We're almost there. Just three more days until it's acceptable to wear pencil skirts and 60s-inspired bobs while drinking Manhattans or ultra-tailored suits and thick-rim glasses with scotch on the rocks on Sunday nights. Mad Men returns March 25 at 9 p.m. ET/PT on AMC, but before that happens it's important to make sure the subtle signals of Season Four's Summer 2010 run aren't lost on you.
Brush up with these essential details. (You can thank us later.)
1. Betty Is Unhappy
In the second-to-last scene of "Tomorrowland," the Season Four finale, Betty tells Don that "it's not perfect" when they're talking about her new house with Henry, but it's clear to both of them that they're talking about her marriage. Don's response is that he's engaged and it seems to upset them both, though Betty's the hurt party. The last two seasons have seen her desire for independence grow stronger
and heading into Season Five the big question is: will she do something about it? 2. Roger Can't Let Go of the Past
The year was 1965. The world was changing, and in Season Four, Roger wasn't ready to change right along with it. The first signal of his stubbornness was Sterling Cooper Draper Pryce's meeting with the Japanese executives from Honda. He burst in and blamed them for Pearl Harbor, though they weren't even part of the generation responsible for the attack. It was a symptom of a larger question: is Roger to old
and unwilling to adapt to the future?
3. Joan is Pregnant and it's Not Her Husband's
She and Roger got frisky when they experienced a brush with death. Joan's hubby is overseas and mathematically-speaking, the baby has to be Roger's. That's all there is to this story for now, as we know from Peggy's pregnancy, babies don't stay hidden even when the mother chooses not to believe it. 4. Peggy Is Fed Up
She was miffed and hurt when Don accepted the Cleo award for the Glo-Coat cowboy commercial that was born out of her initial idea, but after an evening alone in the office in "The Suitcase," Peggy understood that she needed to stop worrying about some silly award. Of course, that award became important again when accounts started dropping like flies—including Glo-Coat— and Peggy was driven even further to the brink when her work closed a major account for SCDP, and all anyone could talk about was Don's engagement. You can bet that anger isn't going to just work itself out; Peggy's stronger than that.
5. Sally is Growing Up—Fast
Sally Draper is a complicated little lady. Growing up with a father who spends more time on Madison Avenue than in his own house and a mother who's constantly competing with her for attention will do that. And now that Sally is growing up, she's mimicking her reluctant mother. First, she cuts her hair short; Betty has rocked a housewife bob since Season One. Then, she's caught masturbating at a friend's house, and none of has forgotten Betty's washing machine moment from Season Two. It's something both Betty and Don seem to struggle with, but what's really exciting is that Sally's character is becoming more and more robust as she gets older. 6. The Age of The Cigarette Is Over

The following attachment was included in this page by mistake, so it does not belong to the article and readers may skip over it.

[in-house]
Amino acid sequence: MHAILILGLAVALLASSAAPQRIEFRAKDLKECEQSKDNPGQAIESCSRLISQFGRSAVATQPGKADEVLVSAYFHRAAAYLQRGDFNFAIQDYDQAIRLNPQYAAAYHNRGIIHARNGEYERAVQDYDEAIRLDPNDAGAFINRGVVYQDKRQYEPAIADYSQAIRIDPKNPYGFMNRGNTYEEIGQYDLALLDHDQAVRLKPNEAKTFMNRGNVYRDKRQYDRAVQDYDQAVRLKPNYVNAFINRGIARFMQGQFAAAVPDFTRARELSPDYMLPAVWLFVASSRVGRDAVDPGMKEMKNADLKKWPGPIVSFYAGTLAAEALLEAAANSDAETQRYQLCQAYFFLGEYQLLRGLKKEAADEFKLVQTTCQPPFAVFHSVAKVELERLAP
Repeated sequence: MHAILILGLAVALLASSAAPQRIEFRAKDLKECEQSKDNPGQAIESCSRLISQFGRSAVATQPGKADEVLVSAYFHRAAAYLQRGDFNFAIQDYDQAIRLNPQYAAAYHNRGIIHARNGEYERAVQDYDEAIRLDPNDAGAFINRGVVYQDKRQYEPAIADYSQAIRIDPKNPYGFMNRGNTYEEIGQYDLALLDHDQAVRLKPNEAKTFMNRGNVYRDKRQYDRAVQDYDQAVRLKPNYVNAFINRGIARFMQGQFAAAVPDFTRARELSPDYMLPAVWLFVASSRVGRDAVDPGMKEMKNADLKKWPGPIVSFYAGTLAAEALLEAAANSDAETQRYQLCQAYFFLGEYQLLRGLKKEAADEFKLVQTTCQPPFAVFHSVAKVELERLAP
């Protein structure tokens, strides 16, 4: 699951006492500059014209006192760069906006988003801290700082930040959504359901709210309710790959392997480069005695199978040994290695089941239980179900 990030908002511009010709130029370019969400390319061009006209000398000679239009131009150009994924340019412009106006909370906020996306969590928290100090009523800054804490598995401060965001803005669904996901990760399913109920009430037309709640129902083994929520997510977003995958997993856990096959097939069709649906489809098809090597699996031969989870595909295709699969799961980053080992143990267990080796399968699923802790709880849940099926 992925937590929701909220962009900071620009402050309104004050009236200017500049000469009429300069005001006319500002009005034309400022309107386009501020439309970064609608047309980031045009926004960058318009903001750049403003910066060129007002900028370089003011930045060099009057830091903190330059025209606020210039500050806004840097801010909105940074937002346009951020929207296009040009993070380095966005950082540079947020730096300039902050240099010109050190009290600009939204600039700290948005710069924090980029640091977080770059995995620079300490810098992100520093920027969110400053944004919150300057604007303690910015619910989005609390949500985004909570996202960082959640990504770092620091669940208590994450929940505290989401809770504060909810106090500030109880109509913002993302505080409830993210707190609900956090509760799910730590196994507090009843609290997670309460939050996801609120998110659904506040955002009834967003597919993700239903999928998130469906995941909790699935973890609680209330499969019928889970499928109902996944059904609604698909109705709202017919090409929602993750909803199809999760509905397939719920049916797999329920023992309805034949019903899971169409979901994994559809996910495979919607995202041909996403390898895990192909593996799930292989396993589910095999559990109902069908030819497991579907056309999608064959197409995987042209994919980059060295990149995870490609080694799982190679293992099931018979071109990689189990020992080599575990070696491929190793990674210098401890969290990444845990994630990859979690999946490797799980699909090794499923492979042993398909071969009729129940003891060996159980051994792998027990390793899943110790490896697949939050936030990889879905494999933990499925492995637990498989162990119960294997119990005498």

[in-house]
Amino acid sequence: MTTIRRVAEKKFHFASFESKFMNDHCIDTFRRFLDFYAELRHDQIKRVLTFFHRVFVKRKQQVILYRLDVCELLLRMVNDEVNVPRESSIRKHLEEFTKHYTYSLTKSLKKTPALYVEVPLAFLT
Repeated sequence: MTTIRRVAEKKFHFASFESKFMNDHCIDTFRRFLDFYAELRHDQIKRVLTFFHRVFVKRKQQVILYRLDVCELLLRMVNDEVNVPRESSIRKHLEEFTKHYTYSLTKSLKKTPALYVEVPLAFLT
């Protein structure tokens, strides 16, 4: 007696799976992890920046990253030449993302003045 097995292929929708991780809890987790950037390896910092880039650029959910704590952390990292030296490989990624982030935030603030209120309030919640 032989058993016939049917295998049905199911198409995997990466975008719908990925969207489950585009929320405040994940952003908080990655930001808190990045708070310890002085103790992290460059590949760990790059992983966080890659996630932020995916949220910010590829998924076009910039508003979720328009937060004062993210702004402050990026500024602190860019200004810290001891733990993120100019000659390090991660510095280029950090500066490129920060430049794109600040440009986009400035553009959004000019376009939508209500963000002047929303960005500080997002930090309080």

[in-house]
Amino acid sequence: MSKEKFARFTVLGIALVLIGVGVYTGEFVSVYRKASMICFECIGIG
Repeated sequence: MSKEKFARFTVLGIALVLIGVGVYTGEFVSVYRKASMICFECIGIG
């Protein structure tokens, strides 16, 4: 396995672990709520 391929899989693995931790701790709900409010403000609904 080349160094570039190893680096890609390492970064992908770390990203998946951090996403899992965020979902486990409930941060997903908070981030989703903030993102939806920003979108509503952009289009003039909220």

Lucky Strike drops SDCP like a hot potato. Then Don declares: no more cigarettes...in an editorial called "Why I'm Quitting Tobacco"...in The New York Times.
..without telling anyone. It's just another signal that the company is moving out of the 60s rut and into the future, echoed by the finale's Disneyland inspired title, "Tomorrowland." 7. Pete's a Father...Again, Still Stares at Peggy Occasionally
Pete Campbell was the man who couldn't get his wife pregnant. He couldn't move out from under Don's shadow. He had a secret baby out of wedlock. And now, he's nabbing accounts, saving Don's ass, and his wife Trudy had a baby. Life is looking pretty grand—so why does he keep staring at Peggy?
8. Don Lost Anna, Attempts to Replace Her With Megan
Don once said that Anna, the wife of the real Donald Draper, was the only person who really knew him. So when she died, he was rightfully a little lost. Don's sudden commitment to Megan is likely his way of attempting to regain that homebase. As Jon Hamm told Hollywood.com, Don "is in love," but that doesn't mean his rash decision isn't an attempt to fix a recent hole in his life. And that could spell trouble for the happy couple.
Mad Men Premieres Sunday, March 25 at 9 p.m. ET/PT on AMC.